Hamilton County

Tana Weingartner / WVXU

Work is officially underway on the next phase of the Banks project.

Cincinnati Mayor John Cranley and Hamilton County Commission President Chris Monzel poured the first concrete pillar for expansion west of the Freedom Center.

Monzel calls the project a major economic driver for the region.

"We could yield a return on investment as high as 7-to-1," says Monzel. "To me that's a smart investment. That is a great ROI that will contribute to continue to strengthen our county  and our city."

Two more people were indicted today on charges of illegal voting, bringing the total of indicted voters in Hamilton County to eight.

One of those indicted today - Ellen Elizabeth Duncan of Avondale - was a poll worker at the Urban League offices on Reading Road. She is accused of voting by absentee ballot and in person at last fall's election.

The other, Timothy Merman of Fairfax, is accused of using a Fairfax business address as his residence when voting in 2012. Prosecutors say Merman actually lived in Kentucky at the time.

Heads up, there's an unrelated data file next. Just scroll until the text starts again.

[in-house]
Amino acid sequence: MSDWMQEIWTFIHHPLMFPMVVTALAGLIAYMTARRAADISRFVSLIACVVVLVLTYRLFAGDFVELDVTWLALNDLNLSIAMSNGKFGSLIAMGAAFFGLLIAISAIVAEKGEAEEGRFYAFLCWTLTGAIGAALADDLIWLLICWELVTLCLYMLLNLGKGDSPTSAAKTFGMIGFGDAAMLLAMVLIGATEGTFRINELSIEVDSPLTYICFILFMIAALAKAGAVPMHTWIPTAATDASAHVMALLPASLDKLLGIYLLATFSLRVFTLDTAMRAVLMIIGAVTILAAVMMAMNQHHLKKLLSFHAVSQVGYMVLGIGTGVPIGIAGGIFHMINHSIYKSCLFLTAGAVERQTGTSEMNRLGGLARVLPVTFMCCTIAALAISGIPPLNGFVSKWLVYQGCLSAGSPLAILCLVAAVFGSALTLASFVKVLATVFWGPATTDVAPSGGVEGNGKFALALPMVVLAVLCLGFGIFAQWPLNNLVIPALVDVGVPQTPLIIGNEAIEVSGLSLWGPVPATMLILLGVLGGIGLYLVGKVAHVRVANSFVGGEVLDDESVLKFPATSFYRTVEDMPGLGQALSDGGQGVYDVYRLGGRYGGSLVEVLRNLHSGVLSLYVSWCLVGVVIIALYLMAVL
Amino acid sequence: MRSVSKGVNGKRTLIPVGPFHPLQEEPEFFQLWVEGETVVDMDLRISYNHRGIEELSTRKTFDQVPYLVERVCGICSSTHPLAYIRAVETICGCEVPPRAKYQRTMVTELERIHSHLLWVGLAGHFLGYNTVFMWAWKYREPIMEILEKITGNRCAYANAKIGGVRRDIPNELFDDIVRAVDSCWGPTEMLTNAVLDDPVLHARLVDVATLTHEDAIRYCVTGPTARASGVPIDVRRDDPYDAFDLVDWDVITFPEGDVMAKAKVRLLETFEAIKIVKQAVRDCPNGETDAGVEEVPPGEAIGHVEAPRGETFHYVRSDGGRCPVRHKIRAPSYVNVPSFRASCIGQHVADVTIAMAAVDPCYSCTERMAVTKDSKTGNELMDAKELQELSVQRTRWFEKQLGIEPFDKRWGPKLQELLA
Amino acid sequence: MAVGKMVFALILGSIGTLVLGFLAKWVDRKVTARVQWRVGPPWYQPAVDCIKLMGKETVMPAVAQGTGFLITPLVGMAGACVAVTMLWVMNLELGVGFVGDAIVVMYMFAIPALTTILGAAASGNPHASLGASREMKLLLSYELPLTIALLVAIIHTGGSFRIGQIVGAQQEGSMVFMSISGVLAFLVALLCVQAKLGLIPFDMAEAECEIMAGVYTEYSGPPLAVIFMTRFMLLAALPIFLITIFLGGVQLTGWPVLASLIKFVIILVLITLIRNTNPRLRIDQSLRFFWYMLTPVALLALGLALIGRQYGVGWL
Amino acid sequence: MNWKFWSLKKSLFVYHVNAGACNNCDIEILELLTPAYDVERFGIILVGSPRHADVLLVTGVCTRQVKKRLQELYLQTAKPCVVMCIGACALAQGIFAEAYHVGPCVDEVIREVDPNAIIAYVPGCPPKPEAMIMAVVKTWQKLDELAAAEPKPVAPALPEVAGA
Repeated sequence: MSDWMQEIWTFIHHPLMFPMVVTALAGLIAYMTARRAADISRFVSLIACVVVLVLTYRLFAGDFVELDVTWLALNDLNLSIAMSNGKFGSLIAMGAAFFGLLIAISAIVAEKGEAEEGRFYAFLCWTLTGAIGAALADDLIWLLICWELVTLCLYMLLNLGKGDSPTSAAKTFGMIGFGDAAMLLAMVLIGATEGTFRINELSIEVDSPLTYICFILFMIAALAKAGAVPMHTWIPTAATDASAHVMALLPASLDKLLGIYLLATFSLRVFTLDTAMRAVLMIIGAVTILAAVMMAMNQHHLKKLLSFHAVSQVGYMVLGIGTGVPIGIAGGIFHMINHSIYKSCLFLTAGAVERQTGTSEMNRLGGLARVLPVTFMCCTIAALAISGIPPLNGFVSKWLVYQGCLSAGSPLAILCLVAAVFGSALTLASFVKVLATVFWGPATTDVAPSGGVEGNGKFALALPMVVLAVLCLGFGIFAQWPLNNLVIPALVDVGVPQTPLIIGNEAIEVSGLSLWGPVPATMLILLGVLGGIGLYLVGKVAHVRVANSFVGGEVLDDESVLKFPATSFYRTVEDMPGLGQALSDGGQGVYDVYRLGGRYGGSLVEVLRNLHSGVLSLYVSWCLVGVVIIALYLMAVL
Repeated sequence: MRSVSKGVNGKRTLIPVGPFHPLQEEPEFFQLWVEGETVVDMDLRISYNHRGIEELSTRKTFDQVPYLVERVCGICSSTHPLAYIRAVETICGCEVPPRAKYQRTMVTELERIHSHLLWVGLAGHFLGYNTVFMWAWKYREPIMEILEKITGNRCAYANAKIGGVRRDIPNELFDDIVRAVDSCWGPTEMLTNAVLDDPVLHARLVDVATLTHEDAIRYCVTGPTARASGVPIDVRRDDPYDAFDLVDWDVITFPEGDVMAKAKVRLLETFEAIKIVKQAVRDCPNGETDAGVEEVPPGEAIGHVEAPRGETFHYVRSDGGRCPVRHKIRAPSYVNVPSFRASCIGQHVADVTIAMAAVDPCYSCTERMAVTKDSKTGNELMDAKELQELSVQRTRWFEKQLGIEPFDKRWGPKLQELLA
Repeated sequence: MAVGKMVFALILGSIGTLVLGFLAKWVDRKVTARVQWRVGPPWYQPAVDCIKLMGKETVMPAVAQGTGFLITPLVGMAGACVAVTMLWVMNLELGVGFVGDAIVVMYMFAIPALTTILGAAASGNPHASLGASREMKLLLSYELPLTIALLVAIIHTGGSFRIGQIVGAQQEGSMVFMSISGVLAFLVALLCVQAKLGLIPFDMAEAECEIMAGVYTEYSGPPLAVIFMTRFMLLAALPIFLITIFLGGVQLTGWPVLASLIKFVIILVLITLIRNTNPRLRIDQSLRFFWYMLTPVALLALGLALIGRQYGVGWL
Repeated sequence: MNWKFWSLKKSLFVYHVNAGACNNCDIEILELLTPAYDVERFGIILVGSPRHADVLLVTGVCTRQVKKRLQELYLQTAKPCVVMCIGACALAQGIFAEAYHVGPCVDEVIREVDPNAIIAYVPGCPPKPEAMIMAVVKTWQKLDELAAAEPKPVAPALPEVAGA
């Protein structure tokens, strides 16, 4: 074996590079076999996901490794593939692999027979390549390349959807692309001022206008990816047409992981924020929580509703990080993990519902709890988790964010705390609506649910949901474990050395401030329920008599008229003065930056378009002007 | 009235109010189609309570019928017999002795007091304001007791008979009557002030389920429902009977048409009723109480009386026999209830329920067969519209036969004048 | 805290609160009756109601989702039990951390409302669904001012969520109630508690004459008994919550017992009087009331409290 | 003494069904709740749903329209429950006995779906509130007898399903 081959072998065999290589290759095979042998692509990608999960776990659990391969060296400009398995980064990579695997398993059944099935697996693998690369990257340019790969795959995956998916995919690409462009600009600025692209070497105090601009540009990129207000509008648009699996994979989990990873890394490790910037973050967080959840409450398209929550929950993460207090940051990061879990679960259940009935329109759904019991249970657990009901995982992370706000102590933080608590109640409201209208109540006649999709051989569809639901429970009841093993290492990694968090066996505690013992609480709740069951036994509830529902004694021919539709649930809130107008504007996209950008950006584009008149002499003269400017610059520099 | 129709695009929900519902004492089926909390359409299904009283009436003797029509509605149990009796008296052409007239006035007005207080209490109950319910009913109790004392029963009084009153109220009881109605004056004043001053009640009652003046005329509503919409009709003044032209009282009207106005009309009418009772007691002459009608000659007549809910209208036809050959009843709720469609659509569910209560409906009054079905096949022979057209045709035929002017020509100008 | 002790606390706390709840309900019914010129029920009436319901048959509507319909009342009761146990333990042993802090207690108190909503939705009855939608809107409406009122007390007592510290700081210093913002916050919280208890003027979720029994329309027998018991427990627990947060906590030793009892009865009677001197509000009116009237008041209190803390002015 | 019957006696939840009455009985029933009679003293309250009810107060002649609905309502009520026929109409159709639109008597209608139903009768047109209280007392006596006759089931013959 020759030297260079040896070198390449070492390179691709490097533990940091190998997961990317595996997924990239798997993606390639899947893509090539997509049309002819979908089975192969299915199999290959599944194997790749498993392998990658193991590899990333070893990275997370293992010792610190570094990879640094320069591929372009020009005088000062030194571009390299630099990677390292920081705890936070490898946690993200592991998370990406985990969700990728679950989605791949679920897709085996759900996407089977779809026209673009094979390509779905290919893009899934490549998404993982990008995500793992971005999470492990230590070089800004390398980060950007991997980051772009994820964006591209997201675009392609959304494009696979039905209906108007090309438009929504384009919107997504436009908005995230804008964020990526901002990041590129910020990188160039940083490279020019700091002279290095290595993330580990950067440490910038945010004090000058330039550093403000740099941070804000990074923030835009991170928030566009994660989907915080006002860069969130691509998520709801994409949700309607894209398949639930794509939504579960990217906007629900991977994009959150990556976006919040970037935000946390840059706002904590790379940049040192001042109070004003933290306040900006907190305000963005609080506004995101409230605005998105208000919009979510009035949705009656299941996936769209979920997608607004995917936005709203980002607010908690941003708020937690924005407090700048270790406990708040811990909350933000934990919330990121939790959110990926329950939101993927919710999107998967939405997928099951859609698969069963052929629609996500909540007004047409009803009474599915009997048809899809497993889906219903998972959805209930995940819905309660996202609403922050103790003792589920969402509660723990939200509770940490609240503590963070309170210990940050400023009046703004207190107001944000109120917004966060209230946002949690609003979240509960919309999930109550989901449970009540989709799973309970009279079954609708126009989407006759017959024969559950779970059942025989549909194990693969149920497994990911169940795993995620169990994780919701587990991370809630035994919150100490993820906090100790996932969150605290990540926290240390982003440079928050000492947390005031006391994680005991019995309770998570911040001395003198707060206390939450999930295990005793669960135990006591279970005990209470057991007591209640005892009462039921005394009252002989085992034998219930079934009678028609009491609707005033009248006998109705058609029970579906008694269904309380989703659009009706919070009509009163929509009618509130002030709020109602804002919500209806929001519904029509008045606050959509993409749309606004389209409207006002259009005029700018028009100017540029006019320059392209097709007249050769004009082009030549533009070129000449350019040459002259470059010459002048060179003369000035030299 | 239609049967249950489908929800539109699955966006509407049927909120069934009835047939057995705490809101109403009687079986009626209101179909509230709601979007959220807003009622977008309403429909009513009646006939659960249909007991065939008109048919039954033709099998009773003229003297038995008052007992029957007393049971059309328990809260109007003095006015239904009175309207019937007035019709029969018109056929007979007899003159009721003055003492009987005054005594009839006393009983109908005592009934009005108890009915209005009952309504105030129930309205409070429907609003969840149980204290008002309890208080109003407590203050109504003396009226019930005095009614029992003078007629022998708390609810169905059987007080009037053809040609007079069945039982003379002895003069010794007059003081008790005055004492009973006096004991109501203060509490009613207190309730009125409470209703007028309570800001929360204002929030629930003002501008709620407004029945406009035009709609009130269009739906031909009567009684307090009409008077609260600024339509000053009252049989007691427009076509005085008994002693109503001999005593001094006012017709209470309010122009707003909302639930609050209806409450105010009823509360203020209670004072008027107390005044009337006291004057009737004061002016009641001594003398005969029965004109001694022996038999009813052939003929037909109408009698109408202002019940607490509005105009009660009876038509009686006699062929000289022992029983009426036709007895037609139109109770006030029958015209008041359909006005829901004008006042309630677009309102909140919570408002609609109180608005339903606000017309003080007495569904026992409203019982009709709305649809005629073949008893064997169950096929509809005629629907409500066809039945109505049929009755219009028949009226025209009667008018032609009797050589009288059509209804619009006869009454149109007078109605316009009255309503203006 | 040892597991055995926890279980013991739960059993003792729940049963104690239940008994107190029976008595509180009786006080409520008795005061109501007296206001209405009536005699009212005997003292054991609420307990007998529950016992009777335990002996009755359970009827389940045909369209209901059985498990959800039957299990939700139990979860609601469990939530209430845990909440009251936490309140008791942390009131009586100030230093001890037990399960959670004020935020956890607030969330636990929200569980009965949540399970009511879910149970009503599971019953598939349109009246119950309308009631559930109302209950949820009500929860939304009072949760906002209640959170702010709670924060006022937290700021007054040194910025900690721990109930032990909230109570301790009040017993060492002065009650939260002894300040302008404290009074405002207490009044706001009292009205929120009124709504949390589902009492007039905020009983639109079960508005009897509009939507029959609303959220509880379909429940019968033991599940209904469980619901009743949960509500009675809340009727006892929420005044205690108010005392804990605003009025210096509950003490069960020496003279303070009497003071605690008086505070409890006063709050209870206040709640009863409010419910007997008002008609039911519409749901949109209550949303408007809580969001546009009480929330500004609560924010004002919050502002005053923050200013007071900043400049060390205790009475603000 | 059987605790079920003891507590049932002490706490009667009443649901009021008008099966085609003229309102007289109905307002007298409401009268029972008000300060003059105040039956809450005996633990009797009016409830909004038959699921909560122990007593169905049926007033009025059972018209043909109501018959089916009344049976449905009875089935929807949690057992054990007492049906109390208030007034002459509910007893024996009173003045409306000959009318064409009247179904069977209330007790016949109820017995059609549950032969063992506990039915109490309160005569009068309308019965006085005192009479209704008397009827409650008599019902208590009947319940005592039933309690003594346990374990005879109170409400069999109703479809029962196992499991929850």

Politics reporter Howard Wilkinson chats with Maryanne Zeleznik on some of the more interesting races on the May 6 primary ballot. 

The May 6 primary in Ohio is likely to be a relatively low turnout affair, except in locales where there are significant ballot issues to be decided.

There are no significant primaries on the Republican or Democratic side for the statewide offices, from governor on down; and there are no hot-button statewide ballot issues to draw voters to the polls.

There is a statewide constitutional amendment to allow the state to issue bonds to finance or help finance capital improvement projects for local governments.

But that ballot issue couldn’t draw flies.

Tana Weingartner / WVXU

"Pretty lean." That's how Engineer Ted Hubbard describes Hamilton County's road salt supplies.

"The problem isn't that we don't have material on order," says Hubbard. "The problem is the suppliers are having difficulty getting it to us in the quantities that we ordered... We're getting it in but it's coming in very slowly."

Hubbard says the county has already gone through more than 22,000 tons of salt and that doesn't include the most recent storm. As of Monday afternoon the county had just below 3000 tons on hand.

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